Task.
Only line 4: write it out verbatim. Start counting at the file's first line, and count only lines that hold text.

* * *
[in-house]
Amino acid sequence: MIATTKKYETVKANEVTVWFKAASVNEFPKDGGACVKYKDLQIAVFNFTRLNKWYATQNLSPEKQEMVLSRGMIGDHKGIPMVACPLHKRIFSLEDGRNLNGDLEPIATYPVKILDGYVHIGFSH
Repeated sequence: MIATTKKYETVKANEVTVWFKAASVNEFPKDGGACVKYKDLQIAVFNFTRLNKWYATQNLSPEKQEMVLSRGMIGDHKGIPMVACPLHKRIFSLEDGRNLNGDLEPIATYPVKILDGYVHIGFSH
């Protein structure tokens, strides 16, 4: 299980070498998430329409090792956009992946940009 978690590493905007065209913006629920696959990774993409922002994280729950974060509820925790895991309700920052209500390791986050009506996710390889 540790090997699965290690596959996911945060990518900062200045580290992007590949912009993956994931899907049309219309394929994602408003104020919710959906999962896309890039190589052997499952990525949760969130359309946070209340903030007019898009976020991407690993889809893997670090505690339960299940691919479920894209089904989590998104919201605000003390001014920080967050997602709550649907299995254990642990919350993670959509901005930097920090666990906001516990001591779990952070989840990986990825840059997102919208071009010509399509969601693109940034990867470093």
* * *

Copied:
């Protein structure tokens, strides 16, 4: 299980070498998430329409090792956009992946940009 978690590493905007065209913006629920696959990774993409922002994280729950974060509820925790895991309700920052209500390791986050009506996710390889 540790090997699965290690596959996911945060990518900062200045580290992007590949912009993956994931899907049309219309394929994602408003104020919710959906999962896309890039190589052997499952990525949760969130359309946070209340903030007019898009976020991407690993889809893997670090505690339960299940691919479920894209089904989590998104919201605000003390001014920080967050997602709550649907299995254990642990919350993670959509901005930097920090666990906001516990001591779990952070989840990986990825840059997102919208071009010509399509969601693109940034990867470093």